Document Type


Publication Date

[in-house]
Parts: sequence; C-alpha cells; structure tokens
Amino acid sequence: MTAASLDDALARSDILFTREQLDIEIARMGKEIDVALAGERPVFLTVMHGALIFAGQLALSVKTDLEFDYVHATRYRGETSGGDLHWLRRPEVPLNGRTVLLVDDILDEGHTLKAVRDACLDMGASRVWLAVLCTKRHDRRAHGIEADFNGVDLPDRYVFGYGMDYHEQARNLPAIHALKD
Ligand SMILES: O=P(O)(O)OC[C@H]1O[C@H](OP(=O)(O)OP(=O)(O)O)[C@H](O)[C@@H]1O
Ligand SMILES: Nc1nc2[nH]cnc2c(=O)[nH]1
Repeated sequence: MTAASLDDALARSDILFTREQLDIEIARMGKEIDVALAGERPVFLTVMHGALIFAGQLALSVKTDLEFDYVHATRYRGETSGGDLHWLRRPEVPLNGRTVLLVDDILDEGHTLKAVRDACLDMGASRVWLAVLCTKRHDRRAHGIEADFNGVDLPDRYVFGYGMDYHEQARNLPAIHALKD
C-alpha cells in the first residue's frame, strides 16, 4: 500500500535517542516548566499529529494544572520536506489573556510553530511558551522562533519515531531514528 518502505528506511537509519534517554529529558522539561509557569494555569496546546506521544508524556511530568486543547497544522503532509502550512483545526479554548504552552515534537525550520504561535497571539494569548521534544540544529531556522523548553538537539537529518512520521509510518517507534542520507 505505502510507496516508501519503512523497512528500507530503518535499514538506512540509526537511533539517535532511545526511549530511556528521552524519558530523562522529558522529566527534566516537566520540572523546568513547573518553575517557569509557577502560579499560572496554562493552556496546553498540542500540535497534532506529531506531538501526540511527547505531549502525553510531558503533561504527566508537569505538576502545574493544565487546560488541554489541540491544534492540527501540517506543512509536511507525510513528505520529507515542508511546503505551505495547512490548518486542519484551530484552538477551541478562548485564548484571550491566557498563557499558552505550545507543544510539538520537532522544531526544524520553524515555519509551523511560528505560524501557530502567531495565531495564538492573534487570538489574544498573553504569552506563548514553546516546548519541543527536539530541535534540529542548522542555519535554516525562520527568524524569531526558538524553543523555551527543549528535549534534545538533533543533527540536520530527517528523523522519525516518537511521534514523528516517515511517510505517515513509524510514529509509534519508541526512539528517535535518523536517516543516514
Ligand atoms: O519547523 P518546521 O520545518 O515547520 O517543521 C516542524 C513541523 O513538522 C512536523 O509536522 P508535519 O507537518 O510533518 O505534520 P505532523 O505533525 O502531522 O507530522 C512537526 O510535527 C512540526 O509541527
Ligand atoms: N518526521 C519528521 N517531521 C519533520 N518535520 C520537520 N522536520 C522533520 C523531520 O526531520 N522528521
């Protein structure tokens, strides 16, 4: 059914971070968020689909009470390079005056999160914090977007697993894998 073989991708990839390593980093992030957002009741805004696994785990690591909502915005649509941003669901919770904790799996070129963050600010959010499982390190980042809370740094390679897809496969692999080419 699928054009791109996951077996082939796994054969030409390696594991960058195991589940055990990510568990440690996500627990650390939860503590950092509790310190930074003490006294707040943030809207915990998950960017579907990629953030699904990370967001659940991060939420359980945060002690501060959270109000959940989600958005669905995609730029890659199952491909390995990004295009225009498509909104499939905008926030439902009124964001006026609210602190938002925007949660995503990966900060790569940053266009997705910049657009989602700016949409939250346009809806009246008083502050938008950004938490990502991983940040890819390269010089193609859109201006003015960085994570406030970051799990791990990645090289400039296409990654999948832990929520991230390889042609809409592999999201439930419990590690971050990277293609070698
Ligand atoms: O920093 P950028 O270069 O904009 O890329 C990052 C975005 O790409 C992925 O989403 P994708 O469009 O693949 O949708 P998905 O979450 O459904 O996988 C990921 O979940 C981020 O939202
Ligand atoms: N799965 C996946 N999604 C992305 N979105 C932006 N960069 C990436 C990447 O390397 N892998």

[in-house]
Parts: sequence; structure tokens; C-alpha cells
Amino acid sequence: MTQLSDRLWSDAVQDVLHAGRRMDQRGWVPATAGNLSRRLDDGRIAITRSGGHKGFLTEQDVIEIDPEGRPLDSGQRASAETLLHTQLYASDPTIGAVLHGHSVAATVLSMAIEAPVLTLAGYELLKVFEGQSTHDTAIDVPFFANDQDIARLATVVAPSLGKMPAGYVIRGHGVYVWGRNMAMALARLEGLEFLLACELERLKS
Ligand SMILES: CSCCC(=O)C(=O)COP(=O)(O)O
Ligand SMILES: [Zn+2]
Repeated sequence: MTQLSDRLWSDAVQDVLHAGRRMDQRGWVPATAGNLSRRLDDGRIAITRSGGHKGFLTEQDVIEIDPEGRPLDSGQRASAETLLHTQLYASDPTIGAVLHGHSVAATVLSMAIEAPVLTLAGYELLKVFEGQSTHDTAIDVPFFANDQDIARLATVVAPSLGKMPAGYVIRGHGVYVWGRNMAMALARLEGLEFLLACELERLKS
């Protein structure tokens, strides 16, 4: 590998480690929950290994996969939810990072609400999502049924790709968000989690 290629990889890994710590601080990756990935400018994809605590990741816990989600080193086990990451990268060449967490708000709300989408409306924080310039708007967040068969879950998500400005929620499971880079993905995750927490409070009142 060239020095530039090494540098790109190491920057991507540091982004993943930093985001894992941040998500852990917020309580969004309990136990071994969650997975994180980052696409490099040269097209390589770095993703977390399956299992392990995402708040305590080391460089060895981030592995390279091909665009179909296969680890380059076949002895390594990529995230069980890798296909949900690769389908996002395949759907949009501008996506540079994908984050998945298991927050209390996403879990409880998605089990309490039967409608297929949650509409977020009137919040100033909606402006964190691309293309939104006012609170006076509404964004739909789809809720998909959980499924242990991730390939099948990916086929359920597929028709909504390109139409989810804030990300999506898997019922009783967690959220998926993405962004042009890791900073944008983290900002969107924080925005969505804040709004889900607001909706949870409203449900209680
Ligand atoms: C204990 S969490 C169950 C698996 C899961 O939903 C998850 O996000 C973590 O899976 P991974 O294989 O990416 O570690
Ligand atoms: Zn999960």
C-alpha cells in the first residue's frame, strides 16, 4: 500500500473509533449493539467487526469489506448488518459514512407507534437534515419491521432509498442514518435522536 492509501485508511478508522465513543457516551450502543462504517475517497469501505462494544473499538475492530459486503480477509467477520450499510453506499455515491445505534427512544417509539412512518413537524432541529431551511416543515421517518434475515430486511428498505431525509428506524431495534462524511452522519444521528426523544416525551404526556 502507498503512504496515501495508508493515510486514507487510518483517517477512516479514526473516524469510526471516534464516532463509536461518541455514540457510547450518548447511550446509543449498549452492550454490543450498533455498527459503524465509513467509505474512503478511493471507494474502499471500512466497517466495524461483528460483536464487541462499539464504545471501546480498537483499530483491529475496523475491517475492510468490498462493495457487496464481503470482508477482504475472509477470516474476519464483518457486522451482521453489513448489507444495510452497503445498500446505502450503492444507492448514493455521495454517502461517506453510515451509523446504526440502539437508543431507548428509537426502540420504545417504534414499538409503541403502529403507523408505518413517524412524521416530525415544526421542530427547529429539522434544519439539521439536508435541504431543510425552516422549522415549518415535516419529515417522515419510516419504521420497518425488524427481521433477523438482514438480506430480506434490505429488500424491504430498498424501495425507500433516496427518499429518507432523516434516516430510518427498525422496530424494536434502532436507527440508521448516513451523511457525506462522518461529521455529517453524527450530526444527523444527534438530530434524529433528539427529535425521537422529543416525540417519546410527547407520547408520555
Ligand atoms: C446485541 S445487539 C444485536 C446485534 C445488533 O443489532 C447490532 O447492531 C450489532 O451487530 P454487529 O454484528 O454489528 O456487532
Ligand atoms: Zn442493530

Every law teacher and many law students and practitioners understand the intellectual sport to be found in Section 547 on preference law. Because the preference rules are so intricate, rigorously logical-but really not logical-they command more than their fair attention, not only in law school but also in continuing legal education and even in the courts. Our purpose in this article is not to answer any of the difficult questions or to give a global explanation of preference law. Rather it is to confront a few of the conundrums in Section 547 and to follow the paths of those conundrums a little farther into the bush than have others. We concentrate on four preference problems. The first is the application of 547(c)(5), the exception for after-acquired property. Second, we examine the vitality of the old arguments that were used where 547(c)(5) is now used. Surprisingly some parts of those have survived the enactment of the 1978 Code. Next we deal with the question when is the hypothetical date of liquidation under (b)(5) and we conclude with a first cousin of the Deprizio issue-the issues arising when a payment to one creditor arguably causes a preference to another. Those interested in answers should not look here. This is for those interested in playing in the complexities of preference law.